I wanted to use this blog to talk about my experiences and my emotions on becoming an expat. Oddly, living here doesn’t “feel” as “foreign” as I thought it would. Perhaps it is because the first month, I was in class with 19 other English speaking students. Maybe it is because the language barrier isn’t as big a deal as I thought it would be. I seem to be able to make myself understood through various sounds and gestures and other physical antics. Maybe it is because all of my electronics, phone, computers, etc. continue to work fine. My friends are available by phone using Whatsapp and wifi. Facebook functions, email works fine (though Yahoo news is always in Spanish and about Latin interests, so I have a lot of soccer news). People drive cars, motorcycles, bicycles, they jog, go to the gym, shop at small malls and have a variety of restaurants. Most of my life is not much different than it was in the states, maybe the emotional realities will hit later, maybe not.
So, I will share some of the things I’ve noticed as being different from what I am used to. I’ve only been “in country” for two months and I haven’t traveled around the country so I don’t pretend to be a Costa Rican expert. I also don’t want any of my comments to be perceived as judgments, they are only observations. This country belongs to the Costa Ricans, I am just a visitor who hopes to become a permanent resident. They haven’t built a wall to keep out immigrants so here I am, filling a job that is only done by native English speakers, providing an educational component that many Costa Ricans desire. Many of the things I’m going to discuss exist because Costa Rica is a poor country and the local and national governments have a small tax base and have to prioritize where they spend their tax revenues.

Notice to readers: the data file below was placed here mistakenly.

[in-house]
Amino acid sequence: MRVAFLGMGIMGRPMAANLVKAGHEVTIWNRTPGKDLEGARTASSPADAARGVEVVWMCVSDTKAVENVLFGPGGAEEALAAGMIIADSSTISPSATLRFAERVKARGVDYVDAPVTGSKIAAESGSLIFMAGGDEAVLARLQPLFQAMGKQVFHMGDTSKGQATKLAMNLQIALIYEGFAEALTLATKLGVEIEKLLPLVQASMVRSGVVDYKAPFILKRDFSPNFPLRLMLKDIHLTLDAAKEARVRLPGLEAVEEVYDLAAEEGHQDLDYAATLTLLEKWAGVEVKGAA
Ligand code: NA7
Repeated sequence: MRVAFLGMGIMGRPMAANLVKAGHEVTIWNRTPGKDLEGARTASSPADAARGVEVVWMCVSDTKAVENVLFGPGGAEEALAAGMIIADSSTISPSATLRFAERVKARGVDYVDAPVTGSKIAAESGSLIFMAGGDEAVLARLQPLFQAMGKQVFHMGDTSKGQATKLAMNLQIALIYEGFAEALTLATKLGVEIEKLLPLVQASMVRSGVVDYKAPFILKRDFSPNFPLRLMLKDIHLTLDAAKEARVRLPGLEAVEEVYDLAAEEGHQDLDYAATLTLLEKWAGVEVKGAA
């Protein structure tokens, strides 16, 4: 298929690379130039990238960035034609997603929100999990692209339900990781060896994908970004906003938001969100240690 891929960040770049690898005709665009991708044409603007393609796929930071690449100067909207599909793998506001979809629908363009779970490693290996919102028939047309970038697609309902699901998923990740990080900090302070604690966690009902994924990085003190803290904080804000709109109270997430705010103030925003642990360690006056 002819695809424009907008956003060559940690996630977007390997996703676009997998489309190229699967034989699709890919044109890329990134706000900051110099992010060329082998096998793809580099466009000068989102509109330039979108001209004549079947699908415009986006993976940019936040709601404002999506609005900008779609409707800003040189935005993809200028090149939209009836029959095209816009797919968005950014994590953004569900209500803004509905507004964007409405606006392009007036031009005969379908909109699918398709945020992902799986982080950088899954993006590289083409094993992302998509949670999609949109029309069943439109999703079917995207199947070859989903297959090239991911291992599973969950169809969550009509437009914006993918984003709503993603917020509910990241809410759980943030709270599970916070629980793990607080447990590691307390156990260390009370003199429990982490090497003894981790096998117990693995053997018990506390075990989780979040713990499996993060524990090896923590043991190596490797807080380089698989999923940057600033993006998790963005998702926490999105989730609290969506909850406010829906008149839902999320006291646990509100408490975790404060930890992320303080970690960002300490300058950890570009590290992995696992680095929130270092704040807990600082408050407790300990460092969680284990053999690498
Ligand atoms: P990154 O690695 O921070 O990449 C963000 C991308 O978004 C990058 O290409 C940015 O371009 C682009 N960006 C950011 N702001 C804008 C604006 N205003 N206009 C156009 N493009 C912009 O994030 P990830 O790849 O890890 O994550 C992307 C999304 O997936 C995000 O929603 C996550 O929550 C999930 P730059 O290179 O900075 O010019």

The first thing I noticed is that there are very very few street signs and no addresses as we have in the states. Addresses here are based on landmarks. The language school I attended uses the Bank of Costa Rica office that is located 50 meters away. The university where I teach uses a Kentucky Fried Chicken 100 meters away as its landmark. Since there is more than one KFC in Costa Rica, they use the city, district, and neighborhood to zero in on the location. So how does the mail system work? Well, I haven’t figured it out yet. I don’t see mailboxes at the houses or apartments. There is a postal system, but I haven’t found anyone who uses it. I suppose if I needed to mail something, I would go to a post office and figure it out. I asked the 10 students in my class if they receive or send mail and they stared blankly at me as if I had lost my mind.
Google Maps and other mapping programs work in CR, sometimes they seem a bit iffy, so it is not unusual for me to be wandering around lost when I am out. If you ask someone you meet on the street, what street or avenue we are on, don’t expect them to know. That just isn’t how it is done in CR. Streets stop unexpectedly and then start again several blocks over. They may change their name or number suddenly.  In downtown San Jose at the intersection of 1st street and 1st avenue, avenues to the north are given odd numbers, to south, even numbers, to the west are even numbered streets and to the east odd numbered streets. So if you are looking for 16th street and find yourself between 15th & 17th you have a long way to go to get to the right place. That isn’t really a big deal because since there are so few street signs you are never sure of the name or number of the street you are on anyway.